CHRAJ recommends GHS 30,000 compensation for 16-year-old brutalized by soldiers

The Commission on Human Rights and Administrative Justice (CHRAJ) has recommended a GHS 30,000 for a 16-year-old boy who was brutalized by some military personnel in 2016.

It said the the payment must be done through the Chief of Defence Staff of the Ghana Armed Forces within the next three months.

The victim, Christopher Barmah, was cruelly tortured by some soldiers in the Northern Regional capital Tamale some two years ago.

Reports say the victim was tortured by Corporal Sampson Atuahene and Corporal Collins Eyison for allegedly stealing a TECNO mobile phone belonging to the former.

The suspects are said to have handcuffed and hanged the victim on top of a mango tree. The 16-year-old boy, believed to be a long trusted errand boy for Corporal Sampson Atuahene, was said to have been mercilessly beaten until he fell unconscious.

Although the victim allegedly denied taking the mobile phone, the soldiers melted some polythene bags and dropped them on Christopher’s naked body.

According to a sister of Christopher Barmah, some other soldier friends of Corporal Atuahene joined in the torture to further victimize the boy even in his sorry state. They hit him several times in the head, in the chest and in the abdomen with their boots.

CHRAJ was petitioned in April 2016 by Human Rights Lawyer, Francis Xavier Sosu, and his firm F-X Law, for justice to be served as previous efforts to get justice served from the Military High Command had failed.

CHRAJ in its status report on the matter found that “the brutalities suffered by Christopher took place on 1st April, 2016 and not 4th April, 2016. CHRAJ found that Christopher, was in fact subjected to brutalities and other dehumanizing acts by the Respondents and another at large on suspicion of him having stolen mobile phone. It was found further that the victim was totally subordinated to the will and power” of the soldiers for seven (7) hours and that the brutalities meted out to Christopher Barmah was proscribed by Law.

CHRAJ also found that Cpl. Sampson Atuahene and Clp. Collins Eyison were identified and they admitted their culpability for the brutalities, apologized and wanted the Intervention of the Chief of Sheshegu Community to help settle the matter. CHRAJ proceeded because it believed that the degree of torture of this child deserves a redress.

CHRAJ also recommended that the Respondents should render an unqualified apology to Christopher Barmah which is to be published within 3 months of the decision.

CHRAJ recommended again that the Attorney General and Minister of Justice takes steps to criminalize Torture in accordance with Ghana’s obligation under Articles 4(1) and (2) of the Convention Against Torture.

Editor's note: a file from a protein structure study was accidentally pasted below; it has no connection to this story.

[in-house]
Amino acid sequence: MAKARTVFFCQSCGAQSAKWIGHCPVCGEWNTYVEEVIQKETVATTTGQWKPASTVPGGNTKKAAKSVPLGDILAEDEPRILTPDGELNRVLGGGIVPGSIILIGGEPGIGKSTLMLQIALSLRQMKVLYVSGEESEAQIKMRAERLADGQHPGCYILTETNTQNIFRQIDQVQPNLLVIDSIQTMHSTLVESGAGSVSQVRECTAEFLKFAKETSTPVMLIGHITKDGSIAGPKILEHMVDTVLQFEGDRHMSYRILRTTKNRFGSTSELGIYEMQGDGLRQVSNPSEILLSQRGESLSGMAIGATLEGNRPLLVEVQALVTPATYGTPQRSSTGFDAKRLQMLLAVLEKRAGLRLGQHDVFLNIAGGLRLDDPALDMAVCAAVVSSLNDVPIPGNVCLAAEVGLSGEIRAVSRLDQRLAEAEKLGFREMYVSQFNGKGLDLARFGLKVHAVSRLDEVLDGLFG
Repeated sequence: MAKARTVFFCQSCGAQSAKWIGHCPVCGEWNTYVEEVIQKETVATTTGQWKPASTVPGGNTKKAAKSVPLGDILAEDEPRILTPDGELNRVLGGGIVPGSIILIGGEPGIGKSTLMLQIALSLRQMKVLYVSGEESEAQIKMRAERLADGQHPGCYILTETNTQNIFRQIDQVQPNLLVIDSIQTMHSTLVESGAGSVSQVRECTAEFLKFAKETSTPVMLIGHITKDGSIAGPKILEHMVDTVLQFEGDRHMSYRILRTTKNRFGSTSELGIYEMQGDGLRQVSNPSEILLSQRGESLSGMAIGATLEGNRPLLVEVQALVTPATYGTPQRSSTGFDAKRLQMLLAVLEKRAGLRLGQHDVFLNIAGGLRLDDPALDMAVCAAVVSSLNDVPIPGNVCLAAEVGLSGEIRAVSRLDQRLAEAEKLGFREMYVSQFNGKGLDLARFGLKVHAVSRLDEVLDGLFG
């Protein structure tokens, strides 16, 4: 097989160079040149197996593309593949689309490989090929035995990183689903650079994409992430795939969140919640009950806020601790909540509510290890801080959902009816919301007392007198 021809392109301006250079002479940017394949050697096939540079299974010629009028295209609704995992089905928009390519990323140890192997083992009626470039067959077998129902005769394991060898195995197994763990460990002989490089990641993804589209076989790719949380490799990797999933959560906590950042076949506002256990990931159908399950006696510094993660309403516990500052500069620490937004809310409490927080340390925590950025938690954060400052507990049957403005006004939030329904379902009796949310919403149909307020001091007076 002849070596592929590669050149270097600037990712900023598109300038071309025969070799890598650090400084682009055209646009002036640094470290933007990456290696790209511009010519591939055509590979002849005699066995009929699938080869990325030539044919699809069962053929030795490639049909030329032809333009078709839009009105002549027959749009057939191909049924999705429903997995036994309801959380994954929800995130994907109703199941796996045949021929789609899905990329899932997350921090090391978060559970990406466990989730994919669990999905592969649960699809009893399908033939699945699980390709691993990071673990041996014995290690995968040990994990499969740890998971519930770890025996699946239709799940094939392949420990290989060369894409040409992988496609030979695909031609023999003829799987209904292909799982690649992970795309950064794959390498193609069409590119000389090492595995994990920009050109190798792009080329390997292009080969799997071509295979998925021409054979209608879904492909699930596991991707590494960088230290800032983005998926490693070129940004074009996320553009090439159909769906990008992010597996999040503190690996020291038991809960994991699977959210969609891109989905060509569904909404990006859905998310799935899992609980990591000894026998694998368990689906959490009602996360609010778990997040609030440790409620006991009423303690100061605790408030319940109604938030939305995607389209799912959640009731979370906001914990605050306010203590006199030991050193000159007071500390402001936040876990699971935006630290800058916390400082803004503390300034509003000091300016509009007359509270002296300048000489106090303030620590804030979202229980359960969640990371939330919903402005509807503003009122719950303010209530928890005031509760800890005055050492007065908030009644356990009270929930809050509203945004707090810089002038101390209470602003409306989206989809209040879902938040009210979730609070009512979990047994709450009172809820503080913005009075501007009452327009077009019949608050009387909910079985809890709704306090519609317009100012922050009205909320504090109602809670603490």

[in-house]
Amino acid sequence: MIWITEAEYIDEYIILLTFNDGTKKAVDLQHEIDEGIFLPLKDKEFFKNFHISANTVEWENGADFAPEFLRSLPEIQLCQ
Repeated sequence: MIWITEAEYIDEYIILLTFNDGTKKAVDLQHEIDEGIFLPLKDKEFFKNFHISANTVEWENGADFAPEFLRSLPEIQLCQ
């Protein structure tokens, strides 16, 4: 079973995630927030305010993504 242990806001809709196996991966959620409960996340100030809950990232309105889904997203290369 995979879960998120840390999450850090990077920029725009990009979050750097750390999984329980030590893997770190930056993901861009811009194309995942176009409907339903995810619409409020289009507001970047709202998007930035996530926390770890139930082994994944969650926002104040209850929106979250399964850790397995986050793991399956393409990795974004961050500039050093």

The Commission also recommended that the Ministry of Defence and the Ghana Armed Forces takes steps to ensure that Christopher Barmah undergoes thorough and comprehensive medical examination and and care in any of the Military Hospitals run by the Ghana Armed Forces and also Rehabilitate Christopher to enable him lead a meaningful life.

CHRAJ commended F-X Law & Associates and in particular Lawyer Francis-Xavier Sosu for his fight for the marginalized and whose effort led to the submission of the complaint on behalf of the victim. CHRAJ also commended Joy FM, TV Africa and the medical facilities that assisted the victim when he was first violated.

CHRAJ also acknowledged the show of leadership by GAF particularly by the former CDS Air Marshal Sampson Oje and his team of experts who also intervened when the news first broke.

Don’t use your uniform to intimidate civilians – Nana Addo tells soldiers

President Akufo-Addo, who doubles as the Commander-In-Chief of the Ghana Armed Forces, recently asked military personnel to desist from using their mandate to intimidate civilians.

According to him, there have been reports about some military officers who manhandle civilians.

Military-civilian relationship in Ghana

In Ghana, military personnel, whose job is often to deal with external forces, are not viewed by many civilians as friendly. As a result, most citizens are very much afraid of military officers.

This is largely because there have been many real stories of civilians beaten or manhandled by some soldiers. In some cases, they’re hired by people to carry out dirty jobs that include attacks on civilians, although such actions are not sanctioned by the Military High Command.

In most of these cases, the Military High Command has often assured the public of using their internal mechanisms to punish such culprits.

However, the public is not confident in that system since it is not considered transparent enough to offer victims the needed justice.

On the other hand, there are some Ghanaians who believe that the level of indiscipline in the country requires the firmness of the military to deal with, and not police officers who are considered soft, and are largely accused of mostly focusing on bribe-taking than punishing indiscipline.


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